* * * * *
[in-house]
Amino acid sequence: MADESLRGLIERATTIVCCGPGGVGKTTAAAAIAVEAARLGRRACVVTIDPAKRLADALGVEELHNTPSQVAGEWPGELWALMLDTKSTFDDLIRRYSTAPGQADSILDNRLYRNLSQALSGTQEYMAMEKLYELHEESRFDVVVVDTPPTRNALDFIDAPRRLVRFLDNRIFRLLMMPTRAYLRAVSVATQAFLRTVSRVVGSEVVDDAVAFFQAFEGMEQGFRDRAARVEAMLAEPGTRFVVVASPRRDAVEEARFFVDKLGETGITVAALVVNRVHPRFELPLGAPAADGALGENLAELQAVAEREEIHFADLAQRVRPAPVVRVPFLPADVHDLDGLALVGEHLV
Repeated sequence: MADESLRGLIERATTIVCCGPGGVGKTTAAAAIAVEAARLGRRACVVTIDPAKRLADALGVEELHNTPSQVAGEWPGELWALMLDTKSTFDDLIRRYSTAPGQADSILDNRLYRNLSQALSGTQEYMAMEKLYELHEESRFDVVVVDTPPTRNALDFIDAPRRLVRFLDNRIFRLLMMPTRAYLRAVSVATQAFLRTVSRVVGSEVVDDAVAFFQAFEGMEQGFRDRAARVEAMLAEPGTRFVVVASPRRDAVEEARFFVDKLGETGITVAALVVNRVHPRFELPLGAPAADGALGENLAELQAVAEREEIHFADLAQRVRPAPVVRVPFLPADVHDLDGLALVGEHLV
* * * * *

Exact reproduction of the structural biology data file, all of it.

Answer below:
[in-house]
Amino acid sequence: MADESLRGLIERATTIVCCGPGGVGKTTAAAAIAVEAARLGRRACVVTIDPAKRLADALGVEELHNTPSQVAGEWPGELWALMLDTKSTFDDLIRRYSTAPGQADSILDNRLYRNLSQALSGTQEYMAMEKLYELHEESRFDVVVVDTPPTRNALDFIDAPRRLVRFLDNRIFRLLMMPTRAYLRAVSVATQAFLRTVSRVVGSEVVDDAVAFFQAFEGMEQGFRDRAARVEAMLAEPGTRFVVVASPRRDAVEEARFFVDKLGETGITVAALVVNRVHPRFELPLGAPAADGALGENLAELQAVAEREEIHFADLAQRVRPAPVVRVPFLPADVHDLDGLALVGEHLV
Repeated sequence: MADESLRGLIERATTIVCCGPGGVGKTTAAAAIAVEAARLGRRACVVTIDPAKRLADALGVEELHNTPSQVAGEWPGELWALMLDTKSTFDDLIRRYSTAPGQADSILDNRLYRNLSQALSGTQEYMAMEKLYELHEESRFDVVVVDTPPTRNALDFIDAPRRLVRFLDNRIFRLLMMPTRAYLRAVSVATQAFLRTVSRVVGSEVVDDAVAFFQAFEGMEQGFRDRAARVEAMLAEPGTRFVVVASPRRDAVEEARFFVDKLGETGITVAALVVNRVHPRFELPLGAPAADGALGENLAELQAVAEREEIHFADLAQRVRPAPVVRVPFLPADVHDLDGLALVGEHLV